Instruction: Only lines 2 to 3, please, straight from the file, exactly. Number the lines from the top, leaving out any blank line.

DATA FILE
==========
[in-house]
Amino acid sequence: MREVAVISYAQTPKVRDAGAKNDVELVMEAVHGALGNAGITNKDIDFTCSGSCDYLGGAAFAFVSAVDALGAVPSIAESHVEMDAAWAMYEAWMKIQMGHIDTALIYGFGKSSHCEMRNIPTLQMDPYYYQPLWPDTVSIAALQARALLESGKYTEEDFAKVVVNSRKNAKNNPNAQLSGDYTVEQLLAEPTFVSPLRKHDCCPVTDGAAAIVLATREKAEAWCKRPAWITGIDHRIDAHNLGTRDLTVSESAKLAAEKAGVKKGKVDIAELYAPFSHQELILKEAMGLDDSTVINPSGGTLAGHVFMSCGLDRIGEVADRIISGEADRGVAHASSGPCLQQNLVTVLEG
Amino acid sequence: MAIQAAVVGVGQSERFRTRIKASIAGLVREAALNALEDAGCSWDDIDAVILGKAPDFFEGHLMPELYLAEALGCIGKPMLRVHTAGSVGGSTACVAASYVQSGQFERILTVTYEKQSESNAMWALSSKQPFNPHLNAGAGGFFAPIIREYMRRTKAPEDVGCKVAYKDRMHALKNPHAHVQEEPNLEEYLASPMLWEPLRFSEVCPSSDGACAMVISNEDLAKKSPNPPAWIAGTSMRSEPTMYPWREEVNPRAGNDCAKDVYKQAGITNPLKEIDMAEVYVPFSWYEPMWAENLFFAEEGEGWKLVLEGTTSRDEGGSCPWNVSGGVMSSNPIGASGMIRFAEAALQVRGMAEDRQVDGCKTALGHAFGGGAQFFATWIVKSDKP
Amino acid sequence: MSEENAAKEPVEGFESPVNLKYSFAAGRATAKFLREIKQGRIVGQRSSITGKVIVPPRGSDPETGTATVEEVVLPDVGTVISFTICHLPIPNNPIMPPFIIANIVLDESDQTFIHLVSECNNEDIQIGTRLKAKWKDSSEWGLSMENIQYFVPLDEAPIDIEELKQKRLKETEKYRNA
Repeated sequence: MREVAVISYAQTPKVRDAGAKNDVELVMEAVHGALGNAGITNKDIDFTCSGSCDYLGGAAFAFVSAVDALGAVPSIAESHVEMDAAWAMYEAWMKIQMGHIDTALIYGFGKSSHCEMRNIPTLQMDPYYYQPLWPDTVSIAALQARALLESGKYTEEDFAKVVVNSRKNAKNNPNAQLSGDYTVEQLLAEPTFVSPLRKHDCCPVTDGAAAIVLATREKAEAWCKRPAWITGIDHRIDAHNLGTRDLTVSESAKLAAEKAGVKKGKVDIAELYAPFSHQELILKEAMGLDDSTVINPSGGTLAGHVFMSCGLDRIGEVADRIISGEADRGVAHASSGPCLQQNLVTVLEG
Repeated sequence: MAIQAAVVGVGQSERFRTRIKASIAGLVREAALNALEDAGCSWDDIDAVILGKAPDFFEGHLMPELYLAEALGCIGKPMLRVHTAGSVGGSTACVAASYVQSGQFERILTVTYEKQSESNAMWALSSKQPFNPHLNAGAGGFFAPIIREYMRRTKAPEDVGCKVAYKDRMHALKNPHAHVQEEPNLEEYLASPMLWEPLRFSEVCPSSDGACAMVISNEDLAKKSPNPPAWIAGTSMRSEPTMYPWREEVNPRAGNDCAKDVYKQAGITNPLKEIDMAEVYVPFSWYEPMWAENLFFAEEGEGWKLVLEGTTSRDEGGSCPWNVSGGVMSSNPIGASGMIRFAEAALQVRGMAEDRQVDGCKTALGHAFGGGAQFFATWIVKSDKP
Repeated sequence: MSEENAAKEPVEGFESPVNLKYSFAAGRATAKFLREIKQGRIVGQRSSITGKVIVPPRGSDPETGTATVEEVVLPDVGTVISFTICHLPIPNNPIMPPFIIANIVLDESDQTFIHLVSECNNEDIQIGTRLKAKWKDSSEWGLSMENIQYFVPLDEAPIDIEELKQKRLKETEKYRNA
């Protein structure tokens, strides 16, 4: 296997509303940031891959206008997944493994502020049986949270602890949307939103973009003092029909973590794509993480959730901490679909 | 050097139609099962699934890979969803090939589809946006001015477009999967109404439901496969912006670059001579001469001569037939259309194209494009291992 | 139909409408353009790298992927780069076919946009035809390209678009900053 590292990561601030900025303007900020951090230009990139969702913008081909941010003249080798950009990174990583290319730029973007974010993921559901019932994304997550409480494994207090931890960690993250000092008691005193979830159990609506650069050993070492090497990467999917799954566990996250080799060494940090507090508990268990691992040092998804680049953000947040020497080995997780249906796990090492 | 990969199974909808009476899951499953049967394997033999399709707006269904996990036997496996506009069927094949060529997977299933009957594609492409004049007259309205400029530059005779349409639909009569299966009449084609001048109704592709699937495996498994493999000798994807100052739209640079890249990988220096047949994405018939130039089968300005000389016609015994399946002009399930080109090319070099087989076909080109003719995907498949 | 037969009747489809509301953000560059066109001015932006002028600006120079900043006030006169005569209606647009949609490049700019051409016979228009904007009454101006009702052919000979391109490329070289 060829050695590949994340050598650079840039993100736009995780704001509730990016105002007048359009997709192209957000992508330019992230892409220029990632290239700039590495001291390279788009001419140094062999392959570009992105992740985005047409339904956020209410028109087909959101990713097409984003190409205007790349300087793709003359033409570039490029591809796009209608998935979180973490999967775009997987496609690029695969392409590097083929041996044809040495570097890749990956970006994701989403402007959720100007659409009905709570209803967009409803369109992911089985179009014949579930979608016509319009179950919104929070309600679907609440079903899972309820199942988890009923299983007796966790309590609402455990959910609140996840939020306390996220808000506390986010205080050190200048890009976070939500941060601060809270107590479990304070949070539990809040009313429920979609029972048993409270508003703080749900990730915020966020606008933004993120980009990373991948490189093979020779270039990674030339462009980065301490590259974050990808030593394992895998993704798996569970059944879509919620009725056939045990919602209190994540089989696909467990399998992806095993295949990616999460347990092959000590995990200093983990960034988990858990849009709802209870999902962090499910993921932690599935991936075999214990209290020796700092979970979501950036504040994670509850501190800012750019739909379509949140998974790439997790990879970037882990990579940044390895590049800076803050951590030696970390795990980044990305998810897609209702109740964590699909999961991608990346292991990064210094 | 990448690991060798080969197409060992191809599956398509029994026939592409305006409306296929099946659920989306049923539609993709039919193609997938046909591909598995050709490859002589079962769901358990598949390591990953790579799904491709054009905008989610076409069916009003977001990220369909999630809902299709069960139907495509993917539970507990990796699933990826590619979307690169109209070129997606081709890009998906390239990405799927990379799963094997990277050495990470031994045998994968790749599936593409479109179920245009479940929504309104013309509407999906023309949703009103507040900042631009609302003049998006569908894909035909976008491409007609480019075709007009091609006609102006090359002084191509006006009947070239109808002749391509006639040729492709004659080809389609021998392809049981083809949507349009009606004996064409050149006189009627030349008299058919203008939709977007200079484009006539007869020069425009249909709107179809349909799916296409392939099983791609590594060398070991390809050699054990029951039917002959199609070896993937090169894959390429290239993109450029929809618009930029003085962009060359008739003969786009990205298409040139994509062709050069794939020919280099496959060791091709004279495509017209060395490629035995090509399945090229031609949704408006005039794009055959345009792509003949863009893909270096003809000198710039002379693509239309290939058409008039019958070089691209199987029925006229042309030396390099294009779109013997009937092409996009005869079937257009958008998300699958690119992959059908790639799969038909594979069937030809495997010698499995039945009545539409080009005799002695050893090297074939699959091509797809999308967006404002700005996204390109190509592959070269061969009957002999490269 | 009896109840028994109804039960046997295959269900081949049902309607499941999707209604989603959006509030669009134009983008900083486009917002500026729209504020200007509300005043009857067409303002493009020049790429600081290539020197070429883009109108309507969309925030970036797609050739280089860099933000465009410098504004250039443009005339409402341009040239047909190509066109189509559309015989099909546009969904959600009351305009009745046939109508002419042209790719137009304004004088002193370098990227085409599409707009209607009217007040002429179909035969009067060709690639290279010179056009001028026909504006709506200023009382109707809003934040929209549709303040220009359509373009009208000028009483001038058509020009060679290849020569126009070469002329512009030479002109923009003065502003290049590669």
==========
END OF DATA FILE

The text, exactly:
Amino acid sequence: MREVAVISYAQTPKVRDAGAKNDVELVMEAVHGALGNAGITNKDIDFTCSGSCDYLGGAAFAFVSAVDALGAVPSIAESHVEMDAAWAMYEAWMKIQMGHIDTALIYGFGKSSHCEMRNIPTLQMDPYYYQPLWPDTVSIAALQARALLESGKYTEEDFAKVVVNSRKNAKNNPNAQLSGDYTVEQLLAEPTFVSPLRKHDCCPVTDGAAAIVLATREKAEAWCKRPAWITGIDHRIDAHNLGTRDLTVSESAKLAAEKAGVKKGKVDIAELYAPFSHQELILKEAMGLDDSTVINPSGGTLAGHVFMSCGLDRIGEVADRIISGEADRGVAHASSGPCLQQNLVTVLEG
Amino acid sequence: MAIQAAVVGVGQSERFRTRIKASIAGLVREAALNALEDAGCSWDDIDAVILGKAPDFFEGHLMPELYLAEALGCIGKPMLRVHTAGSVGGSTACVAASYVQSGQFERILTVTYEKQSESNAMWALSSKQPFNPHLNAGAGGFFAPIIREYMRRTKAPEDVGCKVAYKDRMHALKNPHAHVQEEPNLEEYLASPMLWEPLRFSEVCPSSDGACAMVISNEDLAKKSPNPPAWIAGTSMRSEPTMYPWREEVNPRAGNDCAKDVYKQAGITNPLKEIDMAEVYVPFSWYEPMWAENLFFAEEGEGWKLVLEGTTSRDEGGSCPWNVSGGVMSSNPIGASGMIRFAEAALQVRGMAEDRQVDGCKTALGHAFGGGAQFFATWIVKSDKP